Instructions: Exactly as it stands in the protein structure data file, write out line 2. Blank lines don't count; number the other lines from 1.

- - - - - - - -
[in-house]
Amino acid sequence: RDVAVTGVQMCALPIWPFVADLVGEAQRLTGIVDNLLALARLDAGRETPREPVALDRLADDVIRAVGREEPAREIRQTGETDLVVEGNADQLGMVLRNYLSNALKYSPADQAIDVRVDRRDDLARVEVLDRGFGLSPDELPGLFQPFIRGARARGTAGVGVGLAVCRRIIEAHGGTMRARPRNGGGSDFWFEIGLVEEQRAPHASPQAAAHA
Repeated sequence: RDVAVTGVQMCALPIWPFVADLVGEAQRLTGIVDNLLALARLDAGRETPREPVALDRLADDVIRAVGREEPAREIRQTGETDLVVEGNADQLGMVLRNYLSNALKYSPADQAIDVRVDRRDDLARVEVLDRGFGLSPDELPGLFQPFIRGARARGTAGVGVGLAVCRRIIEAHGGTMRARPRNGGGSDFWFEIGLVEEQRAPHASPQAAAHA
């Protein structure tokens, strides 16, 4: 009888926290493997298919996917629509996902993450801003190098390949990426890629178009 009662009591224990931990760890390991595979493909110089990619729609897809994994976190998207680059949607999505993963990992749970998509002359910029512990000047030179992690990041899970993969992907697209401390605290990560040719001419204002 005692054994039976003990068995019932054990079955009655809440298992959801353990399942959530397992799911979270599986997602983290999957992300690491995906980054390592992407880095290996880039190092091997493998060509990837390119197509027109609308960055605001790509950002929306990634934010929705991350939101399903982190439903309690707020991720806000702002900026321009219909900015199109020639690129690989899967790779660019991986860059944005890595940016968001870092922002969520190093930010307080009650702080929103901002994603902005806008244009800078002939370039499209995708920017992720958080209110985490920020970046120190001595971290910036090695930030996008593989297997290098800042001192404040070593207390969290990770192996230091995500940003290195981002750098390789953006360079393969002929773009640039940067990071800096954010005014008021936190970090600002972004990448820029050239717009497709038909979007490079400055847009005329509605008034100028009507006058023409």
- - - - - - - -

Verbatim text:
Amino acid sequence: RDVAVTGVQMCALPIWPFVADLVGEAQRLTGIVDNLLALARLDAGRETPREPVALDRLADDVIRAVGREEPAREIRQTGETDLVVEGNADQLGMVLRNYLSNALKYSPADQAIDVRVDRRDDLARVEVLDRGFGLSPDELPGLFQPFIRGARARGTAGVGVGLAVCRRIIEAHGGTMRARPRNGGGSDFWFEIGLVEEQRAPHASPQAAAHA